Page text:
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Reverse culture shock

October 28, 2008


Hello again,

It’s been interesting talking to people recently who have returned to the UK after long spells of teaching abroad. Many of them have experienced quite bad reverse culture shock.

When you first arrive back...

and meet friends and family, you feel elated. But quite often depression sets in quickly. In the first place, things at home have changed in ways you didn’t expect.
People have changed jobs, got married or divorced, had children, moved away…it makes you feel unsure where you fit in.

And even the things you did expect seem a trial: maybe you’ve lived in a hot climate and find the cold and the rain hard to bear.
Then you might start missing the friends you made abroad and the places you got to know, which now seem a lot more attractive than what’s on offer at home.

Your experience of another culture may have made you reconsider your values and the people at home and their ordinary lives might seem selfish or banal or boring or materialistic. You will find yourself comparing your home culture to what you have left behind. In fact you may feel as if people who have not widened their horizons as you have done seem narrow and dull.

Your emotions surprise and worry you: you feel like a misfit, you don’t know what to do. In fact coming home seems to have exposed you to just as much discomfort as going abroad in the first place.

However, all of this is normal. Just as you needed to adjust when you left, so you do when you return. To cope with this readjustment, allow yourself time. Try to talk about your feelings with somebody who respects you. Keep in touch with your friends and colleagues overseas so that the rupture is not total.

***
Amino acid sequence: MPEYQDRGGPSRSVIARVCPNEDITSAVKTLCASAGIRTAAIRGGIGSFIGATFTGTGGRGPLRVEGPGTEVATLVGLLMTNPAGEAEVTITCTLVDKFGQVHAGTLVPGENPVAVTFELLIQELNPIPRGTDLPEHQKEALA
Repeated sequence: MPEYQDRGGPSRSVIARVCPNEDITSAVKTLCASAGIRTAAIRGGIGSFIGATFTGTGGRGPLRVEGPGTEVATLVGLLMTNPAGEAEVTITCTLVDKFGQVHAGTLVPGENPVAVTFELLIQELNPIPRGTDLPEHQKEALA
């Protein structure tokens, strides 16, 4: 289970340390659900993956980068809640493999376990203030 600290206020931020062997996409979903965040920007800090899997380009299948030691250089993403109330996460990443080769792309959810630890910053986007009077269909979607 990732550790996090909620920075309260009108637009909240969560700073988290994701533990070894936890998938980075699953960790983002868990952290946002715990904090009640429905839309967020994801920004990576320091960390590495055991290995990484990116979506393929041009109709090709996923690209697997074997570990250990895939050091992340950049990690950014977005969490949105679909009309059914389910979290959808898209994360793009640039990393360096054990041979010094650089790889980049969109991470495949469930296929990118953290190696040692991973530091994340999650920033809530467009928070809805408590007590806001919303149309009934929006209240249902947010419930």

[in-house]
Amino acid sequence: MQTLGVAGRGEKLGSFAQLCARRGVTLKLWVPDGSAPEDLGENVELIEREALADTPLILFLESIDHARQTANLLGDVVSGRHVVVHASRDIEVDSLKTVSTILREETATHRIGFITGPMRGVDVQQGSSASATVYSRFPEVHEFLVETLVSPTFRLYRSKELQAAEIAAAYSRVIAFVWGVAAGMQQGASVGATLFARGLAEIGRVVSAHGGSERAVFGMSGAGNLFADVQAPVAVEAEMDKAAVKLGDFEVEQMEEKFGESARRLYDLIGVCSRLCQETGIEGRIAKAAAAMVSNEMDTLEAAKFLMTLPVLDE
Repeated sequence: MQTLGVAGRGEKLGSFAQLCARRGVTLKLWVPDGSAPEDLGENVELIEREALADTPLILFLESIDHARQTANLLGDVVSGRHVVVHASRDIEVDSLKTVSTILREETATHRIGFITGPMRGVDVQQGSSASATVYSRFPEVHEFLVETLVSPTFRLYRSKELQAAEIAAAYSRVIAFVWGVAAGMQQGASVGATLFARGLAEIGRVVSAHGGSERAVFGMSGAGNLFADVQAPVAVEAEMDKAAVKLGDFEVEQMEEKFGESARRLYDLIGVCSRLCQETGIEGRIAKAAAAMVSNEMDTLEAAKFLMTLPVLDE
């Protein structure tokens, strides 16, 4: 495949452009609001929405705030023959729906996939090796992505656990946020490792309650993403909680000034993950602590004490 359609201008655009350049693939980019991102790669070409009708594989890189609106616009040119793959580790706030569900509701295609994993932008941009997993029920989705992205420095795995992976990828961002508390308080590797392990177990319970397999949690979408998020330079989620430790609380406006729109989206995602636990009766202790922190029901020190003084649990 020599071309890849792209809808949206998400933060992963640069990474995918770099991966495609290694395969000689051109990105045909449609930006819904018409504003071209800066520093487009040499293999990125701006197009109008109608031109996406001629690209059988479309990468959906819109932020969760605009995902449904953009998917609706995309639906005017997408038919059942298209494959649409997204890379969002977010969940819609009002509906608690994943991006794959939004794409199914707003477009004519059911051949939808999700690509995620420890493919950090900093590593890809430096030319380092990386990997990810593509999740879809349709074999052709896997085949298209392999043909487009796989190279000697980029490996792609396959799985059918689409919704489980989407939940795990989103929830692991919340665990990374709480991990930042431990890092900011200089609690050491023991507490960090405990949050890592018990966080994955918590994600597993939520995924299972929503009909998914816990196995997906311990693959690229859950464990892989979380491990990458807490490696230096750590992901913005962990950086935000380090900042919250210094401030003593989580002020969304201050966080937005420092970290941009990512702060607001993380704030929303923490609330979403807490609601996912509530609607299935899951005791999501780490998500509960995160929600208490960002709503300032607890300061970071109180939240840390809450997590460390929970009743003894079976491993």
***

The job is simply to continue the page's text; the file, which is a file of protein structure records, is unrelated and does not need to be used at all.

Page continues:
Do some hard thinking about the direction you want your life to take over the next few years. Can you make use of your overseas experience in some way? What skills have you acquired that you can transfer to your new life at home? If the feelings become too strong or last more than a few weeks, seek professional help from a counsellor or doctor. Essentially this is a period of transition and you need to work through it before you can settle into the next phase of your life.

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Comments

  1. Lee Hobbs Says:

    Fascinating topic Brenda.

    I wrote about my research on the subject of "reverse culture shock" in the final chapter of my dissertation. It is interesting that so many returning expats have experienced this particular phenomenon.

    ~Lee

  1. Monkeyrider Says:

    I agree, with some of the above comments. even though I returned home to NZ 3 yeas ago after teaching in Tawian and much prefer it here, not a day goes by when I don;t think about people I worked with in Taiwan and the students I taught. Memories of teaching overseas never seem to fade.

  1. Teacher Says:

    What surprises me about this post is that the idea of leaving for good is not discussed.
    i have taught abroad for over 4 years now and found it so rewarding that i intend to spend the rest of my life in a country other than my own.

    if the reverse culture shock is so severe that one requires counselling, maybe staying overseas would have been a better option.

  1. Pat Says:


    No matter how long I've worked overseas, I remained a guest. Coming home requires additional responsibility and commitment.


    I've found that immersing myself in community service, church, music groups and such, are ways of getting back into the swing of being a citizen once again.

  1. dt Says:

    I agree with Teacher.

    I think I prefer living in Taiwan to the US. The teaching here is far more rewarding.

    Maybe I'm fleeing my problems, but life here seems simpler.

    A language barrier (I don't speak Mandarin or Taiwanese) means that I don't perceive aggression, conflict of any kind, game-playing, or other unreasonable things in my interaction with people. I see amazing courtesy and neighborliness all around me. I see a society that loves its children and values education. (Frank McCort claims that you can tell that Americans hate their kids by looking at the shabby education system and lousy teachers' pay).

    I see a culture that honors hard work and discipline and doesn't make supreme virtues out of deceit and conniving. (They put their former president in jail. Would that happen in the US?)

    My preference for Taiwan could be based in my perception alone, but I'm not sure. It's true, I might get run over by a scooter here, but I won't get mugged.

  1. Fathma Yazmin Says: